Twilio meets Azure

Twilio meets Azure

Summary: At the end of the Cloudbusting video Kate Bush's character is firing an orgone cannon at the sky, filling the blue with clouds. That's rather like the IT world, where clouds melt away and reform, all the while filling the empty spaces with the services that used to be on premises.

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TOPICS: Windows
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At the end of the Cloudbusting video Kate Bush's character is firing an orgone cannon at the sky, filling the blue with clouds. That's rather like the IT world, where clouds melt away and reform, all the while filling the empty spaces with the services that used to be on premises.

One of the big changes to the IT cloud is the shift away from infrastructure- and software-as-a-service. Instead of blank spaces that fill with your virtual machines (and with all the maintenance you used to do still there, only multiplied by the explosion of VMs) or monolithic applications that squeeze you into a limited number of ways of working, the cloud is shifting to a world of platforms where you can build the applications your business needs, and cloud-hosted components that can help build those applications. Two of that new generation of tools are Microsoft's platform-as-a-service Azure and Twilio's growing set of telephony tools and components. Now the two have come together, with Twilio providing APIs and documentation to developers building on Azure.

Earlier this week I spoke to Twilio's Jon Plax, about how the two services are working together, and how Twilio's tooling is being delivered to Azure developers.

At heart Twilio is a set of web services, built with RESTful APIs, giving developers access to telephony tools including call routing and a customisable SMS gateway. There are libraries for most languages and platforms, and the Azure relationship gives developers access to them from familiar tools. Plax said that there'd been demand for telephony services from Azure users, who were already familiar with third-party tooling like the SendGrid email service.

Twilio's Azure tools bring the language libraries to the many of Azure's programming environments – including C# and PHP. The C# functions for Azure build on Twilio's existing standalone C# library, so existing applications using it can be ported to the cloud. That and the addition of Twilio documentation to Azure should make it easy for developers to quickly add telephony features to their applications – especially as there's sample code and demonstration applications, as well as step-by-step instructions for working with the Twilio libraries. Microsoft and Twilio have worked together to test all the code and documentation.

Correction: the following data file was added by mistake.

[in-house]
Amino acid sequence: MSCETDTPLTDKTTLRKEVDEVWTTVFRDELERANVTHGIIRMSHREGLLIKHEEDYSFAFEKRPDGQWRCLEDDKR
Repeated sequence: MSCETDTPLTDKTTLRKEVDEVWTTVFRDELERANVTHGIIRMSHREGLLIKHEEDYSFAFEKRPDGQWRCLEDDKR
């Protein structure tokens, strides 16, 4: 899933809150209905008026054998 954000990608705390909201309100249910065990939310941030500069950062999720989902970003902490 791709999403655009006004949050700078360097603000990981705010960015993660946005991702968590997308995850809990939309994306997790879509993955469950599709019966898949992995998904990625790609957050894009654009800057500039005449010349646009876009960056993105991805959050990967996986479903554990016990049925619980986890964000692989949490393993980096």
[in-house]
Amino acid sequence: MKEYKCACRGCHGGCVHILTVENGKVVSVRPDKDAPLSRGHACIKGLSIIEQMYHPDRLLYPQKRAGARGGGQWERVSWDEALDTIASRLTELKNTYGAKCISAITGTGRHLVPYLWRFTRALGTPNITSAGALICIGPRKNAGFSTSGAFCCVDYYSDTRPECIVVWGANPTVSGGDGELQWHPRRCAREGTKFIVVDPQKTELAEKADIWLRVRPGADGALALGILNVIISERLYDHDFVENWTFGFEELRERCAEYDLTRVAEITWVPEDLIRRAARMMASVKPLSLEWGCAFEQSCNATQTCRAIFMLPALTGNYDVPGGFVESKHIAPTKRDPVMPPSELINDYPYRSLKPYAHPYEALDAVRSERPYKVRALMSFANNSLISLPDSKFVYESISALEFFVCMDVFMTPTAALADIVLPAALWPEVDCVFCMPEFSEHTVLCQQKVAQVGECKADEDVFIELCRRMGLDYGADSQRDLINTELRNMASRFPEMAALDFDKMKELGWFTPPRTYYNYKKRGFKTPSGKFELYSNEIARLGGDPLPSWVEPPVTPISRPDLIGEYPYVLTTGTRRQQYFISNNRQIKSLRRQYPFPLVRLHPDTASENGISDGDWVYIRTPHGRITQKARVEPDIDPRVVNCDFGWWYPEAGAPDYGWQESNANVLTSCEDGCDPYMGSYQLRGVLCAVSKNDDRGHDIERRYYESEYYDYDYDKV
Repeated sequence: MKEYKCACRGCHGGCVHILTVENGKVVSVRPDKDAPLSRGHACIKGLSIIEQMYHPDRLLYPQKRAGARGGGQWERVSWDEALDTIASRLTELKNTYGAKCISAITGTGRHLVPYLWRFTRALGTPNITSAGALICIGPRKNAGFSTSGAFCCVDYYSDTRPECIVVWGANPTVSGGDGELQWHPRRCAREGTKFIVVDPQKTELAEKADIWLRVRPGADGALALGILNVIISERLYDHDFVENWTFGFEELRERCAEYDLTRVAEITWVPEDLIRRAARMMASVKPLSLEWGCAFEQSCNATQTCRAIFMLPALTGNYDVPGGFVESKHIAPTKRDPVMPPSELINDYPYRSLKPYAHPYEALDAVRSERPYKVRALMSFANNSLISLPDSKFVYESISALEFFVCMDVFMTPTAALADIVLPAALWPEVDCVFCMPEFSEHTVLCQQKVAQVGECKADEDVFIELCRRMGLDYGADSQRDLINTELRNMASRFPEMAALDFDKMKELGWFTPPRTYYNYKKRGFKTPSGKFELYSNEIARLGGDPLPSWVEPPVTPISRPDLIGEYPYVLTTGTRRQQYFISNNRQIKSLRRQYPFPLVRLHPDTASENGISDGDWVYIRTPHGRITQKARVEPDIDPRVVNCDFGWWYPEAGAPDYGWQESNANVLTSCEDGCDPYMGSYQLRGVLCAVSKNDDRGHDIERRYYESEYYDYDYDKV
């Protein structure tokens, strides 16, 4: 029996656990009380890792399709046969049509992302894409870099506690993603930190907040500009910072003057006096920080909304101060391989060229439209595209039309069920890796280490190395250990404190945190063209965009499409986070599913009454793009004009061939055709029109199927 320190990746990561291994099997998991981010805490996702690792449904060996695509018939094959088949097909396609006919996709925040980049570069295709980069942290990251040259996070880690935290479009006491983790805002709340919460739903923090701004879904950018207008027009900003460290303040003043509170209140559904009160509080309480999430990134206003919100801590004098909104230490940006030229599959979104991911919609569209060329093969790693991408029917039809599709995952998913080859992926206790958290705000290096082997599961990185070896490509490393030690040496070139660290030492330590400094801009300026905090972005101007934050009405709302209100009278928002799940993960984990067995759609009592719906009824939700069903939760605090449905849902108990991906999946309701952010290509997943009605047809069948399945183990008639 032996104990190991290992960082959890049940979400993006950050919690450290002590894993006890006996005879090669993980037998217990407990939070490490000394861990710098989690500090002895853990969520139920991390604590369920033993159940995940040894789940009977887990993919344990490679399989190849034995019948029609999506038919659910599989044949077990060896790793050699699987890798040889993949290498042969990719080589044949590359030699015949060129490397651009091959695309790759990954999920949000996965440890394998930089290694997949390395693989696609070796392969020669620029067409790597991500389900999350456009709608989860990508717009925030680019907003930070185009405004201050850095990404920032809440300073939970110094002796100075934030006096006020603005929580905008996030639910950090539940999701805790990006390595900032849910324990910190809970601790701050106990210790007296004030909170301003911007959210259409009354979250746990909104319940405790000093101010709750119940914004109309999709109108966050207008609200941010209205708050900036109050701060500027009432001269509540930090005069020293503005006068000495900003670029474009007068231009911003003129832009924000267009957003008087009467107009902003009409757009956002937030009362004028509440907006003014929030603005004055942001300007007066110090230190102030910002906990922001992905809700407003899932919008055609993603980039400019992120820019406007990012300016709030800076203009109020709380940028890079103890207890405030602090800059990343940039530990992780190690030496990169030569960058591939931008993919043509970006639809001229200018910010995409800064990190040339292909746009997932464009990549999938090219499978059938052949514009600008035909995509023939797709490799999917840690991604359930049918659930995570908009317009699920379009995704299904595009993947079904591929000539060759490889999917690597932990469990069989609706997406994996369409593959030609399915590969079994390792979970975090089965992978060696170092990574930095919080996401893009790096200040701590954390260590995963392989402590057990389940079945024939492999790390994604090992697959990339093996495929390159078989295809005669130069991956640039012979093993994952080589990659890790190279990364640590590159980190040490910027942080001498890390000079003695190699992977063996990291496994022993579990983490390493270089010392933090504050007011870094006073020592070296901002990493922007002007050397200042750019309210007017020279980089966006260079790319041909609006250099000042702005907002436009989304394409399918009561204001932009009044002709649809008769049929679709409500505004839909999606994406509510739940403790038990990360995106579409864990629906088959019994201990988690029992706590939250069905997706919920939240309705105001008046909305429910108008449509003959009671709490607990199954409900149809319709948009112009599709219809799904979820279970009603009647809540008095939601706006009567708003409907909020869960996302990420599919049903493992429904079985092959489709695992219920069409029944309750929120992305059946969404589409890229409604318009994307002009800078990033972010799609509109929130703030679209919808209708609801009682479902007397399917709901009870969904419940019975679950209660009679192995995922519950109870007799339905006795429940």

Plax noted that Azure users get more than the usual free trial offer, and there's an initial special deal that gives them credit for 1000 text messages or 1000 outbound telephone calls. There's no PowerShell support at the moment, so you won't be able to manage services using cmdlets, but that shouldn’t be too much of an issue – as Plax says, "There are a lot of parallels between our two PaaS approaches. We're making things easier and easier, and smarter and smarter."

There's a lot here for cloud developers, but there's also an interesting side note. Microsoft is often criticised for being slow to respond, but it's taking advantage of the capabilities of the cloud to deliver Twilio support for Azure very quickly indeed. In fact it's less than two months since the two companies shook hands on their relationship, at SXSW in Austin. Less than two months from concept to reality – that's cloud time in a nutshell.

Simon Bisson

Topic: Windows

Simon Bisson

About Simon Bisson

Simon Bisson is a freelance technology journalist. He specialises in architecture and enterprise IT. He ran one of the UK's first national ISPs and moved to writing around the time of the collapse of the first dotcom boom. He still writes code.

Mary Branscombe

About Mary Branscombe

Mary Branscombe is a freelance tech journalist. Mary has been a technology writer for nearly two decades, covering everything from early versions of Windows and Office to the first smartphones, the arrival of the web and most things inbetween.

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